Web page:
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by evan-pak

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I want a wide angle lens for my Nikon D90 and after reading numerous reviews I think I will go for a Sigma. The only dilemma, which I haven't found an answer for is, which one to go for? The Sigma 10-20mm f3.5 EX DC HSM Lens is slightly more expensive, but what is the advantage/difference over the Sigma 10-20mm f4-5.6 EX DC HSM? I understand the f3.5 is faster, but other than this what are the pros and cons? Thanks

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This question might answer the same thing?… – dpollitt Feb 18 '12 at 23:20
Cannot compare (did not try the F/3.5) this but the F/4-5.6 is very low quality, particularly in the corners that are much darker and softer than the rest of the image. Why not consider the Tokina 12-24mm F/4? That is one I really like. The Tokina 11-16mm F/2.8 is even better I was told but not first-hand. – Zak Feb 19 '12 at 0:38

I have borrowed the f/4-5.6 version for some landscapes, but I don't know anything about the new version other than what I've read in reviews.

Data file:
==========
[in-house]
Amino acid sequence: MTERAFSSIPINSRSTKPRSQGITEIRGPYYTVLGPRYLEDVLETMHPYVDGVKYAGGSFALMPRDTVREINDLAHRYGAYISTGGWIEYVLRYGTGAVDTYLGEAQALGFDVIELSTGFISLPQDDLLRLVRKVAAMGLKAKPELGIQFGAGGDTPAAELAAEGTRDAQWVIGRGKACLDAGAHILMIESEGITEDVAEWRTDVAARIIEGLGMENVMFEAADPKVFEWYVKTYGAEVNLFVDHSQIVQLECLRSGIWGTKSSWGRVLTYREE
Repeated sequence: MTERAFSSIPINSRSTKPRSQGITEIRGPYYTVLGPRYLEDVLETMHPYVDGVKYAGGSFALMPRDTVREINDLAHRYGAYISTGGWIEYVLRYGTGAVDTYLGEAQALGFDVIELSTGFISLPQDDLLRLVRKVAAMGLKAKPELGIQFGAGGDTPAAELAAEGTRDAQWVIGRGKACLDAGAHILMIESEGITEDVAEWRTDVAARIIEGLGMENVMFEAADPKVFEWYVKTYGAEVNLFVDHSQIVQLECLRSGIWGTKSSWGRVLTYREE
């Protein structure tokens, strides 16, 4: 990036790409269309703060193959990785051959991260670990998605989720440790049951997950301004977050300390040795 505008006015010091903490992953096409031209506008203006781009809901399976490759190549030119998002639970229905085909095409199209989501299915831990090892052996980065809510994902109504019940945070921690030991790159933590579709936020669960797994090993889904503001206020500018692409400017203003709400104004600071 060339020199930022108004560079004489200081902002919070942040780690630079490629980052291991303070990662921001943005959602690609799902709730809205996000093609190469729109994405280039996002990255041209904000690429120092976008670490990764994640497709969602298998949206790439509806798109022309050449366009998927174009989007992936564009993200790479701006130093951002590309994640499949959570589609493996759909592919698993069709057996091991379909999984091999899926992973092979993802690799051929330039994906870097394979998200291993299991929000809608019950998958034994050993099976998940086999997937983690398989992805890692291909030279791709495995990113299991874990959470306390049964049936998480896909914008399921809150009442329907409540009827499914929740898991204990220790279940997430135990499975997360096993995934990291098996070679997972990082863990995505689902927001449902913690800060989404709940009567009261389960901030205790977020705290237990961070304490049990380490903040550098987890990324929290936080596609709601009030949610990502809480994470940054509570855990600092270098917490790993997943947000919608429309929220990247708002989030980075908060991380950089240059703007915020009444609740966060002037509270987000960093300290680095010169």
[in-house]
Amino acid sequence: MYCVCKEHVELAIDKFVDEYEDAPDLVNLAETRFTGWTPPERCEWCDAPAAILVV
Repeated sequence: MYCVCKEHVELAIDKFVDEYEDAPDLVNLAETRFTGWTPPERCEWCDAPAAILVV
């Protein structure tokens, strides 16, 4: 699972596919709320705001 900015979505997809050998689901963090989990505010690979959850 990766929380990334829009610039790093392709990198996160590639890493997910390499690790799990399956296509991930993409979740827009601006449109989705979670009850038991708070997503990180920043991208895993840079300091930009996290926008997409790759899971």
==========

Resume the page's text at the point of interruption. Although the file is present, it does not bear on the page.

The original version had quite a bit of distortion at 10mm. From what I can read from reviews (for example this one), the distortion remains (comparison here) and is more complex. This review calls the f/3.5 a "mushy blur" in the corners. Compare that to the f/4-5.6 MTF charts by the same reviewer here where the resolution figures are almost double at 10mm in the extreme corners.

Looking at Sigma's own data on the f/3.5 and f/4-5.6, the optical design looks very similar in configuration, but they have added more ED (low dispersion) type glass, which may reduce chromatic aberration and flare.

From the looks of things, it appears that the main difference really is just that fixed, faster aperture, and some possible variances in distortion and sharpness, which could be important to you if you take lots of pictures of test charts :) If doing outdoor photography and stopping down the lens, there probably isn't much between them. If you do some low light shooting, especially at 20mm, the wider aperture will obviously be helpful.

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In my experience the relatively substantial distortion at 10mm extends up to about 13-14mm, FYI. – Dan Wolfgang Feb 19 '12 at 0:14

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